Friday, January 20, 2017

Kimberlé Crenshaw

Kimberlé Crenshaw spoke at GVSU on 1/18/17. Her main points were:
  1. Resist normalization
  2. Engage in local struggle
  3. Creative conflict at home can expand our world
  4. Practice intersectional fusion politics
  • Resist normalization: Inequality isn't natural/normal and should be corrected via many paths including the law. Law helps create and reinforce systems of power. "Color blindness" is perfectly consistent with segregation! It means blindness to racial inequalities. (Saying "I don't see color, I see a person" doesn't work, because it negates the disparities.)
  • Intersectional fusion politics = asymetrical solidarities and coalitions. The focus on individual responsibililty instead of structure, institutions, and infrastructure increases disparities. We have to be aware of the underlying realities (e.g., who pays the bills or provides corporate sponsorship to institutions?)
  • How do we stay resilient? These tensions are historical, same struggles throughout time, but we keep working on civil rights to build on a deeper idea of what community is.
  • Crenshaw recommended the film Agents of Change (2016) which isn't available for purchase yet
  •  The African American Policy Forum is a good site to get more info: 

Thursday, January 12, 2017

Fake news, Internet of us

I'm reading The Internet of Us: knowing more and understanding less in the age of Big Data by Michael Patrick Lynch. Fascinating, very relevant to "fake news." Lynch says that we know our opinions to be true by:
  1. Experience (via our lived senses)
  2. Reasoning (logical thought)
  3. Reflection (considering other's knowledge through its effect, existence, or character)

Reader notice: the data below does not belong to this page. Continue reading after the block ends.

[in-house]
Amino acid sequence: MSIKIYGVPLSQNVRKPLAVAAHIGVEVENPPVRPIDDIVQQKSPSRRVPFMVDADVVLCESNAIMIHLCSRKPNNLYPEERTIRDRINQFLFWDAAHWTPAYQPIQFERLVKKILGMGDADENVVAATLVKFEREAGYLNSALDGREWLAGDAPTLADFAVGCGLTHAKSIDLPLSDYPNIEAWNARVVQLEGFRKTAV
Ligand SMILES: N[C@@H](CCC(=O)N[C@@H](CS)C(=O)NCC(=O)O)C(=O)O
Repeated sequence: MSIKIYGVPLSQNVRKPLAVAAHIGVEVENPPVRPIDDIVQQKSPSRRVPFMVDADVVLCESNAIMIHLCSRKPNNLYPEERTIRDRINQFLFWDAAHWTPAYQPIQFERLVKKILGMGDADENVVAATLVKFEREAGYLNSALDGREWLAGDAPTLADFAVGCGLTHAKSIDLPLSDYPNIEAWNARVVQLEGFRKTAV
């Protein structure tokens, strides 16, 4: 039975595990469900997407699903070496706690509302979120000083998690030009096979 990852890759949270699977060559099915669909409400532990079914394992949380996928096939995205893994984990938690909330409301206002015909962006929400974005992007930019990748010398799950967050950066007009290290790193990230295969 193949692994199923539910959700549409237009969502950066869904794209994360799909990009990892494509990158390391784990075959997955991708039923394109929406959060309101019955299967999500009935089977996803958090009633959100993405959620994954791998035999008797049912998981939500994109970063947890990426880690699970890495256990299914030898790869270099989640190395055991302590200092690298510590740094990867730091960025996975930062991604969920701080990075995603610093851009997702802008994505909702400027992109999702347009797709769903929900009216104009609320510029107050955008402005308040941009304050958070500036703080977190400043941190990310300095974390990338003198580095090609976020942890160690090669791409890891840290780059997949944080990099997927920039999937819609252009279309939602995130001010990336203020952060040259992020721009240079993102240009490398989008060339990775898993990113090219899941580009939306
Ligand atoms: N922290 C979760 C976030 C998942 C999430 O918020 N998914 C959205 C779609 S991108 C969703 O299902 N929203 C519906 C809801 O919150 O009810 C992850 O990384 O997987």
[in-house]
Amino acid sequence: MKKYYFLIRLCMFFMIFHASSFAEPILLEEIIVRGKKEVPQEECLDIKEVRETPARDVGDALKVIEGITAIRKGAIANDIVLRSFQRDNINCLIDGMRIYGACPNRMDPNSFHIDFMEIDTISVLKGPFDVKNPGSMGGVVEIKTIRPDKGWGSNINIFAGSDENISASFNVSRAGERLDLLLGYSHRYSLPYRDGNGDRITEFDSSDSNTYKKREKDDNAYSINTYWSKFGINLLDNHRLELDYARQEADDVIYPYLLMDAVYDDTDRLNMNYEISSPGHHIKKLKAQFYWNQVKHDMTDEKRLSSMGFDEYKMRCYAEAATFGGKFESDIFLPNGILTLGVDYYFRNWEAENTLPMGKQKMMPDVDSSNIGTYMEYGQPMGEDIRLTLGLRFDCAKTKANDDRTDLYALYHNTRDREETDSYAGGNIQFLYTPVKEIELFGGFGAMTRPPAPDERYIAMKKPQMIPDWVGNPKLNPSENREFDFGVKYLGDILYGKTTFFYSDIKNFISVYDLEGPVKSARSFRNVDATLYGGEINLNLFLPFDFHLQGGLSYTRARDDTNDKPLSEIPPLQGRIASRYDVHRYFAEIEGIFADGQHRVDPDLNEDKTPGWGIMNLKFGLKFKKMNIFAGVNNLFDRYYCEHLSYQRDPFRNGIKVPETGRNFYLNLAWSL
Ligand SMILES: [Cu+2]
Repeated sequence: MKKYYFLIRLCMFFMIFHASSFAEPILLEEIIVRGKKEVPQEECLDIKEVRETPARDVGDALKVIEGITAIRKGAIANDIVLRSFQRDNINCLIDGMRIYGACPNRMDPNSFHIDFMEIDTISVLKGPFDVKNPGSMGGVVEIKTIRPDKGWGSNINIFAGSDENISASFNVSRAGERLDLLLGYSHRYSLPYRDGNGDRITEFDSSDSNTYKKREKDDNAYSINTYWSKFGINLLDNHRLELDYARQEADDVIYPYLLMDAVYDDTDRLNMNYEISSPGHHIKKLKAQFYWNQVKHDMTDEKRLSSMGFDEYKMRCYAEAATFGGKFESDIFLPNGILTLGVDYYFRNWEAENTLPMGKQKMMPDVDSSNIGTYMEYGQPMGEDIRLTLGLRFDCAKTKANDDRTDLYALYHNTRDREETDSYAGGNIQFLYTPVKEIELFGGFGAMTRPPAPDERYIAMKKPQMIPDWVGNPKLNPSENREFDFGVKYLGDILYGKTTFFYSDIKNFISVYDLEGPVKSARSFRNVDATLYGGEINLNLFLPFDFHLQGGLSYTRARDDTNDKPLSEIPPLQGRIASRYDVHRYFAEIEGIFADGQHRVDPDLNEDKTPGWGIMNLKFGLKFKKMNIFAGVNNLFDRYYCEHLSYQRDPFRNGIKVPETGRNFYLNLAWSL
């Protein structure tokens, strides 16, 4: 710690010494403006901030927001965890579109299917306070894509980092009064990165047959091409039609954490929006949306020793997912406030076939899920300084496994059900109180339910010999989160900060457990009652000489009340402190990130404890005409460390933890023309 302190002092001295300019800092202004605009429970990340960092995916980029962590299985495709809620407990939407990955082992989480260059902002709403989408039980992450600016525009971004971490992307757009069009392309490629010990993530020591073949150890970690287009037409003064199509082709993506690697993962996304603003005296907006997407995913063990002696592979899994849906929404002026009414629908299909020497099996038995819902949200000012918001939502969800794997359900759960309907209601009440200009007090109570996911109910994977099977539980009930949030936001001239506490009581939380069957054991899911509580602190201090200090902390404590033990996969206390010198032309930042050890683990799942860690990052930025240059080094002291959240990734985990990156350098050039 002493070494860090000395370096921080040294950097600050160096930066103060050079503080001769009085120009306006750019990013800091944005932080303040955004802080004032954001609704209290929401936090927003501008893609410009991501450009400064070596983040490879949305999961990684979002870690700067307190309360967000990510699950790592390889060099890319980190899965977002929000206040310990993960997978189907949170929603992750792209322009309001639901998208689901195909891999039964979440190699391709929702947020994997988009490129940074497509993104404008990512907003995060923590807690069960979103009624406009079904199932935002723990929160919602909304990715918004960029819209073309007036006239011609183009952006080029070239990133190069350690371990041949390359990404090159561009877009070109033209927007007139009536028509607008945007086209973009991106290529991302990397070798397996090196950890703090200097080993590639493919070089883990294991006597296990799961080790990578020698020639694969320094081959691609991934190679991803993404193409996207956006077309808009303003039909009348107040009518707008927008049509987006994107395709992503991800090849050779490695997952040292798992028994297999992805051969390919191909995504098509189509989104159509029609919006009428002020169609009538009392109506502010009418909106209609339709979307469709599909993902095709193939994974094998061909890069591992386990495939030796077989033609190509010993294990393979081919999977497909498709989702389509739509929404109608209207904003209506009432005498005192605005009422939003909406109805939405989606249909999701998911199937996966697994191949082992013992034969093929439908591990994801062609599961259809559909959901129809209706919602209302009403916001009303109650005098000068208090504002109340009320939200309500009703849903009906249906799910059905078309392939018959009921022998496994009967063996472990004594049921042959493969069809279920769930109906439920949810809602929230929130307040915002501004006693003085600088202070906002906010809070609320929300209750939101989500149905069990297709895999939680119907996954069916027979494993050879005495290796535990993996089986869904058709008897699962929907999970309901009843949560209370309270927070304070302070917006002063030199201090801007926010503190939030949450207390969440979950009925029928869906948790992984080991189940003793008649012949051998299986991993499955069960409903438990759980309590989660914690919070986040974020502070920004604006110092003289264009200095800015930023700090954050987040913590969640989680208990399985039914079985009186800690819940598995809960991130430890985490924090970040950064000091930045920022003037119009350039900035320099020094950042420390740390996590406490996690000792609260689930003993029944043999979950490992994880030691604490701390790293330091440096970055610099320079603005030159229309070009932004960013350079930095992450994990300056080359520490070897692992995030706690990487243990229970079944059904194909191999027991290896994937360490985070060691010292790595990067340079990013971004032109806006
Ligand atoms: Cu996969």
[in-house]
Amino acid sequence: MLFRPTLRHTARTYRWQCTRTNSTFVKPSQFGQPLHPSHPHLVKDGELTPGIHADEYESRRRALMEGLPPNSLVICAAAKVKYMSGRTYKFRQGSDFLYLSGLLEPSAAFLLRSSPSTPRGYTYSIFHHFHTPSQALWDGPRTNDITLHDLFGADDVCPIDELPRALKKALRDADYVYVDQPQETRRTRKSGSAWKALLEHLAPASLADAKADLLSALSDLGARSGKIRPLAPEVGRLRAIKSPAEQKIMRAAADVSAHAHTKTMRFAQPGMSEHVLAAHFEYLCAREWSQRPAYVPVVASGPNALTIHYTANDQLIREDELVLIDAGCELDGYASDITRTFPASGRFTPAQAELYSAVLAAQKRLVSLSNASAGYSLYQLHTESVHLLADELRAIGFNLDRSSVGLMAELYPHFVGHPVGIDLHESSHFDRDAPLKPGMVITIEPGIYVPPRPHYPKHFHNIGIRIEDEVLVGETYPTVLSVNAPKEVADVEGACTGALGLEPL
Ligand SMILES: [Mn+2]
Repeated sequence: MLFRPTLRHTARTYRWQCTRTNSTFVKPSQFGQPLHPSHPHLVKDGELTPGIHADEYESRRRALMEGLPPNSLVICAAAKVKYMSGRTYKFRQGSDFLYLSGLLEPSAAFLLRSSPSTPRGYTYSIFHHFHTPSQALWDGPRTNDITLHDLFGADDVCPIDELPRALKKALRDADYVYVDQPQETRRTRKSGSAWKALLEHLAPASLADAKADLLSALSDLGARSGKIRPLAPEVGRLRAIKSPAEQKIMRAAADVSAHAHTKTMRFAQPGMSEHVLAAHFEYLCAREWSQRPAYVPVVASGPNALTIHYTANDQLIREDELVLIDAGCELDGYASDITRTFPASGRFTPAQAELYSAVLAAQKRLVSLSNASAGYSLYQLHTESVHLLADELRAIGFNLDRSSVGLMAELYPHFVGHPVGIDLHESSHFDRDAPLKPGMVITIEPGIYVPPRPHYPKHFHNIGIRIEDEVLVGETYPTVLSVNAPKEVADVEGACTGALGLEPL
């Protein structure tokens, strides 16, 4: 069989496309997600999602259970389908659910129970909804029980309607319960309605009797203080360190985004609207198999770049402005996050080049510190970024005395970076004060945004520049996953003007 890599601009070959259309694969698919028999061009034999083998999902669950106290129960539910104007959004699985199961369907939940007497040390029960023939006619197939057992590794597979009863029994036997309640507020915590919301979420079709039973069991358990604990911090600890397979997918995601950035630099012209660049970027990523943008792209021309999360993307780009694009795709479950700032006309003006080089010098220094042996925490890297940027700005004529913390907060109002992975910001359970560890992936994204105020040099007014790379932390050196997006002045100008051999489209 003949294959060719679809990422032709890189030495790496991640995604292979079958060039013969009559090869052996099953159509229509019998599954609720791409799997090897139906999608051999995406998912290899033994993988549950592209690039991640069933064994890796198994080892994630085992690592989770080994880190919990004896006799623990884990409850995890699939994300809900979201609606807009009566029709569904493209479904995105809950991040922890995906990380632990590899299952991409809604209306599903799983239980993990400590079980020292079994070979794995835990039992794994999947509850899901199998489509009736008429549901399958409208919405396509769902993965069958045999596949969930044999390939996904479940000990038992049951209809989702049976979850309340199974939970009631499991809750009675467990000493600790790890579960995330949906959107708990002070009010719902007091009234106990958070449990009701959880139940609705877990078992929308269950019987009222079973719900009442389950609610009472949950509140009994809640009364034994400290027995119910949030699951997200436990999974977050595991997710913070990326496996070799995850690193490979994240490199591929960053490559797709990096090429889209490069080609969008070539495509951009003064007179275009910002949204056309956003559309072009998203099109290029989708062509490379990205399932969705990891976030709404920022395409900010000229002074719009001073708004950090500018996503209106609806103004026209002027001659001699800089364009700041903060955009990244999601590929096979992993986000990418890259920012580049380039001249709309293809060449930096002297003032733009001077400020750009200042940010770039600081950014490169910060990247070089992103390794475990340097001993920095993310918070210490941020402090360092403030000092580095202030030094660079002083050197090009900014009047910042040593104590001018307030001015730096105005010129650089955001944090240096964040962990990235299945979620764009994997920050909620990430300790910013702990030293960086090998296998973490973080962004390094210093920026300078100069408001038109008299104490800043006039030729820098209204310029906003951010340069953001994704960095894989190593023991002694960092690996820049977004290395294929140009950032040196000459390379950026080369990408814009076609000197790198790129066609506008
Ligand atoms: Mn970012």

4. Responsible (is someone else's fact grounded in the above and are they accountable for its veracity? Has it been examined rigorously by others and is therefore trustworthy?)
Rob Jenkins wrote a thoughtful analysis of critical thinking in the news column "What Is Critical Thinking, Anyway?" but also stated that it requires one to be dispassionate, which means to recognize one's feelings, but not trust them "because they aren't necessarily grounded in reality" and are "not based on reason, and, therefore, form a poor, shaky foundation for decision-making." I think this is specifically a man's (or male) point of view, or better, in the Myers-Briggs categories, grants privilege to thinking over feeling. Feelings are based on past experiences, and also on current intuition, take people and how they will be affected into consideration. I think they are part of what goes into making good decisions.
not based on reason and, therefore, form a poor, shaky foundation for decision-making - See more at:
because they aren’t necessarily grounded in reality - See more at:
because they aren’t necessarily grounded in reality - See more at:
because they aren’t necessarily grounded in reality - See more at:

What Is Critical Thinking, Anyway?